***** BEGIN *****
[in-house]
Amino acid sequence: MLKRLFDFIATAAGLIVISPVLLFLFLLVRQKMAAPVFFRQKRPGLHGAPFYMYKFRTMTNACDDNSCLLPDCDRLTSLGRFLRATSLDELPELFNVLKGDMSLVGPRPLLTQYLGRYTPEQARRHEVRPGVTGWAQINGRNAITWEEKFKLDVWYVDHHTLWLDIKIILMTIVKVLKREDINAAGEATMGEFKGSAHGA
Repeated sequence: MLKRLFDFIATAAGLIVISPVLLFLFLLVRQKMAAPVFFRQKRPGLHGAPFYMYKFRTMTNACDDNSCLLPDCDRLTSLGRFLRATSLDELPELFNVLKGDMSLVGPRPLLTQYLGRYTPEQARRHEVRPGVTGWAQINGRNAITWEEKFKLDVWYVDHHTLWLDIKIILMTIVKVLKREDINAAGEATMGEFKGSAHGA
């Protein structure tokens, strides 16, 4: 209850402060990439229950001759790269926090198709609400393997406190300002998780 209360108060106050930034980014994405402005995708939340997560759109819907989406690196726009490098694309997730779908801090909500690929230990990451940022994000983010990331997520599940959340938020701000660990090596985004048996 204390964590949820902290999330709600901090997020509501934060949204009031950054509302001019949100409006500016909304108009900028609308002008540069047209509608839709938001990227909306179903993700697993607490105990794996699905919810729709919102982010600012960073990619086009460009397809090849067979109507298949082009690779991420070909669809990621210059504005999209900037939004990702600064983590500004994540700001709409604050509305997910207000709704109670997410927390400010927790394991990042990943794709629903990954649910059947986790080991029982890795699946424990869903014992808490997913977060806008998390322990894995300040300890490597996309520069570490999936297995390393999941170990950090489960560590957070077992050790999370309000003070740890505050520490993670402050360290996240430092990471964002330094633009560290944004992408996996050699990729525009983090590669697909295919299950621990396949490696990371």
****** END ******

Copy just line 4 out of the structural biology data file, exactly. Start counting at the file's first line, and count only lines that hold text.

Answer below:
């Protein structure tokens, strides 16, 4: 209850402060990439229950001759790269926090198709609400393997406190300002998780 209360108060106050930034980014994405402005995708939340997560759109819907989406690196726009490098694309997730779908801090909500690929230990990451940022994000983010990331997520599940959340938020701000660990090596985004048996 204390964590949820902290999330709600901090997020509501934060949204009031950054509302001019949100409006500016909304108009900028609308002008540069047209509608839709938001990227909306179903993700697993607490105990794996699905919810729709919102982010600012960073990619086009460009397809090849067979109507298949082009690779991420070909669809990621210059504005999209900037939004990702600064983590500004994540700001709409604050509305997910207000709704109670997410927390400010927790394991990042990943794709629903990954649910059947986790080991029982890795699946424990869903014992808490997913977060806008998390322990894995300040300890490597996309520069570490999936297995390393999941170990950090489960560590957070077992050790999370309000003070740890505050520490993670402050360290996240430092990471964002330094633009560290944004992408996996050699990729525009983090590669697909295919299950621990396949490696990371």